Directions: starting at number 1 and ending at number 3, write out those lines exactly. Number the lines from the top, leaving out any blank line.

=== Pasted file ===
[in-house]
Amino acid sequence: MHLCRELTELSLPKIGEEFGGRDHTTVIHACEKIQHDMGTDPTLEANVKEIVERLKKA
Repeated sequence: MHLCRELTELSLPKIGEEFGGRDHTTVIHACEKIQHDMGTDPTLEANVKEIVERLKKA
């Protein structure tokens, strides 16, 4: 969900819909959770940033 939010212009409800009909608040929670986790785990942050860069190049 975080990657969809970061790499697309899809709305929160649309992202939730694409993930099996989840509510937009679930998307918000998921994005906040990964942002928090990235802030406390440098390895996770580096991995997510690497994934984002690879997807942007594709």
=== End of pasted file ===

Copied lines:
[in-house]
Amino acid sequence: MHLCRELTELSLPKIGEEFGGRDHTTVIHACEKIQHDMGTDPTLEANVKEIVERLKKA
Repeated sequence: MHLCRELTELSLPKIGEEFGGRDHTTVIHACEKIQHDMGTDPTLEANVKEIVERLKKA